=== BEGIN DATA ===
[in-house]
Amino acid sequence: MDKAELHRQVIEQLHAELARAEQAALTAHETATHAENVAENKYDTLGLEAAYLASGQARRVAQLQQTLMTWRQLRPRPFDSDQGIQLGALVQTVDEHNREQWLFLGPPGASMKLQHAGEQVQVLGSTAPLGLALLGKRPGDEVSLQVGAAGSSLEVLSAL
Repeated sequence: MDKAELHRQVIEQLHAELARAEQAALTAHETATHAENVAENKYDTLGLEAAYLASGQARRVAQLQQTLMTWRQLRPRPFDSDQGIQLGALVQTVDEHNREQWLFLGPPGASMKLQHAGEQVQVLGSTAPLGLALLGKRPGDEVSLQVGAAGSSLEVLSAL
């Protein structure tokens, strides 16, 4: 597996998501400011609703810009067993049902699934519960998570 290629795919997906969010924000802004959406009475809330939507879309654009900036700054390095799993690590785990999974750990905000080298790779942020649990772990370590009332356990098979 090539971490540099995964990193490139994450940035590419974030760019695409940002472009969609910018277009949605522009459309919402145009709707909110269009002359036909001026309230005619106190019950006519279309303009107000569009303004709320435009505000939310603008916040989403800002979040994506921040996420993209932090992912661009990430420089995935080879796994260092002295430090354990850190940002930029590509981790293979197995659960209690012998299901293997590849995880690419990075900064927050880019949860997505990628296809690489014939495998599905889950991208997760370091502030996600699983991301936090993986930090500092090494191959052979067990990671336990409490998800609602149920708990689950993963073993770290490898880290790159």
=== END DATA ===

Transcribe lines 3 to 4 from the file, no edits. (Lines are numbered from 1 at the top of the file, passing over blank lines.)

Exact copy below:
Repeated sequence: MDKAELHRQVIEQLHAELARAEQAALTAHETATHAENVAENKYDTLGLEAAYLASGQARRVAQLQQTLMTWRQLRPRPFDSDQGIQLGALVQTVDEHNREQWLFLGPPGASMKLQHAGEQVQVLGSTAPLGLALLGKRPGDEVSLQVGAAGSSLEVLSAL
């Protein structure tokens, strides 16, 4: 597996998501400011609703810009067993049902699934519960998570 290629795919997906969010924000802004959406009475809330939507879309654009900036700054390095799993690590785990999974750990905000080298790779942020649990772990370590009332356990098979 090539971490540099995964990193490139994450940035590419974030760019695409940002472009969609910018277009949605522009459309919402145009709707909110269009002359036909001026309230005619106190019950006519279309303009107000569009303004709320435009505000939310603008916040989403800002979040994506921040996420993209932090992912661009990430420089995935080879796994260092002295430090354990850190940002930029590509981790293979197995659960209690012998299901293997590849995880690419990075900064927050880019949860997505990628296809690489014939495998599905889950991208997760370091502030996600699983991301936090993986930090500092090494191959052979067990990671336990409490998800609602149920708990689950993963073993770290490898880290790159």